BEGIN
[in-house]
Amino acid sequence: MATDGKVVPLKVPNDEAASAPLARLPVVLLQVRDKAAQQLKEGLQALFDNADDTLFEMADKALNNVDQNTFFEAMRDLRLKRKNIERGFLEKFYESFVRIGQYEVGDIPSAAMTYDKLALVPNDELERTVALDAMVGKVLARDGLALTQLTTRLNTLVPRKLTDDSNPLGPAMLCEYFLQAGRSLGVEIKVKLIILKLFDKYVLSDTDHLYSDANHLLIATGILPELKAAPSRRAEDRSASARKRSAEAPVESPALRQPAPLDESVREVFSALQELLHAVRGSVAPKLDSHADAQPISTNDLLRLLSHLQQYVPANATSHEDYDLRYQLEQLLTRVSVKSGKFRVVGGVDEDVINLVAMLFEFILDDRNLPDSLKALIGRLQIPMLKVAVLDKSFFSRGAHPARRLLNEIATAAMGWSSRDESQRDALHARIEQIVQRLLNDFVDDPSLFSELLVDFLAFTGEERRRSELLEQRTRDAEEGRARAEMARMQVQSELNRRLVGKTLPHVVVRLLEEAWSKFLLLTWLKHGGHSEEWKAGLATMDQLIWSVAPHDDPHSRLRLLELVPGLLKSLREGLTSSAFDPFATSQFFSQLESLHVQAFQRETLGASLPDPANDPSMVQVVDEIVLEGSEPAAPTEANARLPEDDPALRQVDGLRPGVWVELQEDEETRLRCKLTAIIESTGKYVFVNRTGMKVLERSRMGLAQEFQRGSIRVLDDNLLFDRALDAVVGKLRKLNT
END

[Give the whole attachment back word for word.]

[in-house]
Amino acid sequence: MATDGKVVPLKVPNDEAASAPLARLPVVLLQVRDKAAQQLKEGLQALFDNADDTLFEMADKALNNVDQNTFFEAMRDLRLKRKNIERGFLEKFYESFVRIGQYEVGDIPSAAMTYDKLALVPNDELERTVALDAMVGKVLARDGLALTQLTTRLNTLVPRKLTDDSNPLGPAMLCEYFLQAGRSLGVEIKVKLIILKLFDKYVLSDTDHLYSDANHLLIATGILPELKAAPSRRAEDRSASARKRSAEAPVESPALRQPAPLDESVREVFSALQELLHAVRGSVAPKLDSHADAQPISTNDLLRLLSHLQQYVPANATSHEDYDLRYQLEQLLTRVSVKSGKFRVVGGVDEDVINLVAMLFEFILDDRNLPDSLKALIGRLQIPMLKVAVLDKSFFSRGAHPARRLLNEIATAAMGWSSRDESQRDALHARIEQIVQRLLNDFVDDPSLFSELLVDFLAFTGEERRRSELLEQRTRDAEEGRARAEMARMQVQSELNRRLVGKTLPHVVVRLLEEAWSKFLLLTWLKHGGHSEEWKAGLATMDQLIWSVAPHDDPHSRLRLLELVPGLLKSLREGLTSSAFDPFATSQFFSQLESLHVQAFQRETLGASLPDPANDPSMVQVVDEIVLEGSEPAAPTEANARLPEDDPALRQVDGLRPGVWVELQEDEETRLRCKLTAIIESTGKYVFVNRTGMKVLERSRMGLAQEFQRGSIRVLDDNLLFDRALDAVVGKLRKLNT